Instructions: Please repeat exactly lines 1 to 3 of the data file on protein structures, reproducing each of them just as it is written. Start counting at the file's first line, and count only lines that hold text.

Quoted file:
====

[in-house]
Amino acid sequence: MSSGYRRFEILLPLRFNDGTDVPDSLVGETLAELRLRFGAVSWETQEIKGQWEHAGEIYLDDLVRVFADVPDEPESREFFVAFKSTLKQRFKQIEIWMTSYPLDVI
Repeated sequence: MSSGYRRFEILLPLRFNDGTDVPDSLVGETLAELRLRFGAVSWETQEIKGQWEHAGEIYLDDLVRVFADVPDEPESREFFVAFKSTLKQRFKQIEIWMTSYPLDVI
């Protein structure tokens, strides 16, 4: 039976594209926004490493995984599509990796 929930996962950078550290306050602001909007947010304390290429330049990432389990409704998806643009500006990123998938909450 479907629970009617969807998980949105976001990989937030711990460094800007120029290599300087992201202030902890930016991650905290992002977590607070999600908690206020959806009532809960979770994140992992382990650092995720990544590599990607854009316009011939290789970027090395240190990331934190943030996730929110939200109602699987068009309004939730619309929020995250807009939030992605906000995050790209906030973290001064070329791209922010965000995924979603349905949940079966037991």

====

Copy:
[in-house]
Amino acid sequence: MSSGYRRFEILLPLRFNDGTDVPDSLVGETLAELRLRFGAVSWETQEIKGQWEHAGEIYLDDLVRVFADVPDEPESREFFVAFKSTLKQRFKQIEIWMTSYPLDVI
Repeated sequence: MSSGYRRFEILLPLRFNDGTDVPDSLVGETLAELRLRFGAVSWETQEIKGQWEHAGEIYLDDLVRVFADVPDEPESREFFVAFKSTLKQRFKQIEIWMTSYPLDVI